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Figure 4: Ebola growth rate correlates with poverty in the districts of Sierra Leone. Red line is least-squares-fit to the points.

Ebola growth rate and poverty are linearly correlated with an adjusted R^2=0.43. The correlation is significantly different from zero with p=0.047. Although we have not proven a causal connection of poverty and Ebola growth rate, this result is compatible with Ebola feeding on poverty.

Ebola — first signs of a new stage?

In previous posts I had noted that the growth of the current outbreak of Ebola in West Africa had entered an exponential growth phase. Since then there were no new Ebola Disease Outbreak News for West Africa from WHO, but Caitlin Rivers and colleagues kindly provide a rather comprehensive data collection.

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Figure 1: Ebola cases over time during current outbreak in several West African countries. Note that the vertical axis is scaled logarithmically.

The bad news is that the outbreak is still growing, and for Guinea and Sierra Leone we still have exponential growth. But there is also some potentially good news: First, two of the affected countries, Nigeria and Senegal, have reported no new cases for some time now and thus may have managed to contain the outbreak in their areas (see e.g. lower right of Figure 1). Second, in Liberia, the worst affected country, it looks as if the growth rate is slowing down, i.e. we have no longer an exponential growth there. In the logarithmic plot (lower left of Figure 1), this shows up as a development from a straight line in August to a slight curvature in September. Third, in Guinea and Sierra Leone, the gap between infections and deaths increases. This could be due to more effective medical help or to the virus becoming less pathogenic.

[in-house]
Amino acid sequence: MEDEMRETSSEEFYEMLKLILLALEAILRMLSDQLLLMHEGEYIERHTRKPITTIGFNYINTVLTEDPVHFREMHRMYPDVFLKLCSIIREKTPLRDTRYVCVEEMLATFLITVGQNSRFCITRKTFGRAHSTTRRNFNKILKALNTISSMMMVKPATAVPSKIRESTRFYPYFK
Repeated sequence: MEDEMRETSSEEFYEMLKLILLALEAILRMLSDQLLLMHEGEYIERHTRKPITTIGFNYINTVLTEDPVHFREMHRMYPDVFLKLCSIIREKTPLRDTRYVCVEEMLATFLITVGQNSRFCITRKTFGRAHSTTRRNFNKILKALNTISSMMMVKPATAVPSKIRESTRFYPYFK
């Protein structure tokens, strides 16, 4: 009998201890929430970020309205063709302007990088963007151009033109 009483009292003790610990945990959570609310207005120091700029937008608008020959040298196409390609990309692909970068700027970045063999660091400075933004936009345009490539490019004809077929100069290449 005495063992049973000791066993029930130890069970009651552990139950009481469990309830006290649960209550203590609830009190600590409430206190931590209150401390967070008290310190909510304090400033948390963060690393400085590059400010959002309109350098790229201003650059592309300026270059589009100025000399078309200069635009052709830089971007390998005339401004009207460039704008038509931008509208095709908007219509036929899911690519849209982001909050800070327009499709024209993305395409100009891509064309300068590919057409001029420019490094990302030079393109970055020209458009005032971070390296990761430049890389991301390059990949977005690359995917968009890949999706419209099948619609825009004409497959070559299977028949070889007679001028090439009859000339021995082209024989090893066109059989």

Big caveat: It is unclear how reliable the data is. The countries from which the data originate are in a very difficult situation and may not be able to register all Ebola cases and deaths. Thus, the development in Liberia (lower left of Figure 1) may reflect not the course of the epidemic but the collapse of the medical infrastructure.

In an earlier post I have referred to “extreme poverty” as one of the roots of Ebola. In fact, it is possible to find evidence for this, or at least a correlation between poverty and Ebola. Figure 2 shows a map of the world with countries coloured according to Gross Domestic Product (GDP) per capita. In West Africa, there is a cluster of five low-GDP countries (yellow, nominal GDP per capita between 400 US$ and 800 US$). These are also those countries where Ebola could not be contained. The only exception is the small Guinea Bissau, a country with a low GDP where so far no cases have been reported. Senegal and Nigeria, the two countries that have contained the outbreak, have higher GDPs (Senegal 1072 US$, Nigeria 1692 US$).

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Figure 2: Nominal Gross Domestic Product (nominal GDP) per capita in the countries of the world – the brighter the colour, the lower the GDP. The red circle marks the region of the West African Ebola outbreak. The countries worst affected have a particularly low nominal GDP (yellow). Map from Wikipedia.

A related quantitative question is whether the size of the exponential growth rate depends on the degree of poverty. The bottom panel in Figure 3 shows that there is something like a correlation of nominal GDP per capita (based on IMF data taken from Wikipedia) and the growth rate during the exponential phase of the outbreak in each country. Liberia, the country with the highest Ebola growth rate, is also the poorest country, if we accept the nominal GDP per capita as indicator of poverty. GDPs per capita of Sierra Leone and Guinea are higher than those of Liberia, and the growth rates lower than that in Liberia. Senegal and Nigeria are better off with respect to both GDP and Ebola.